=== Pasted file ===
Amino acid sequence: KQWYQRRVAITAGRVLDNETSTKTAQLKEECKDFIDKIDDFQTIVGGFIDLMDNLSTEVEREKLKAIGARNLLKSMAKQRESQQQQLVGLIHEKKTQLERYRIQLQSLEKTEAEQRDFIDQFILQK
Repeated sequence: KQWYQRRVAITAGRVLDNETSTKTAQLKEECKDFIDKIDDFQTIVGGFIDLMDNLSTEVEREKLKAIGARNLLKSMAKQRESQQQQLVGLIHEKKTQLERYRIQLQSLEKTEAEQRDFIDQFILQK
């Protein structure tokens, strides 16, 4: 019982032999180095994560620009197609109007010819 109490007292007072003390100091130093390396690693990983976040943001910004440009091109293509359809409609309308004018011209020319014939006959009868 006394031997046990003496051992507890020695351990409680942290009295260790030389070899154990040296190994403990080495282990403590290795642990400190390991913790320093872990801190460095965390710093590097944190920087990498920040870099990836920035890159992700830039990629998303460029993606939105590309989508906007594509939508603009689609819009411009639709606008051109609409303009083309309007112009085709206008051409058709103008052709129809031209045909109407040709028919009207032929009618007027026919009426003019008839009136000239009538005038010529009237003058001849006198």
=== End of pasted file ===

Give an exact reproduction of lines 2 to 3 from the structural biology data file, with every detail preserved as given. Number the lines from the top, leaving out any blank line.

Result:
Repeated sequence: KQWYQRRVAITAGRVLDNETSTKTAQLKEECKDFIDKIDDFQTIVGGFIDLMDNLSTEVEREKLKAIGARNLLKSMAKQRESQQQQLVGLIHEKKTQLERYRIQLQSLEKTEAEQRDFIDQFILQK
């Protein structure tokens, strides 16, 4: 019982032999180095994560620009197609109007010819 109490007292007072003390100091130093390396690693990983976040943001910004440009091109293509359809409609309308004018011209020319014939006959009868 006394031997046990003496051992507890020695351990409680942290009295260790030389070899154990040296190994403990080495282990403590290795642990400190390991913790320093872990801190460095965390710093590097944190920087990498920040870099990836920035890159992700830039990629998303460029993606939105590309989508906007594509939508603009689609819009411009639709606008051109609409303009083309309007112009085709206008051409058709103008052709129809031209045909109407040709028919009207032929009618007027026919009426003019008839009136000239009538005038010529009237003058001849006198």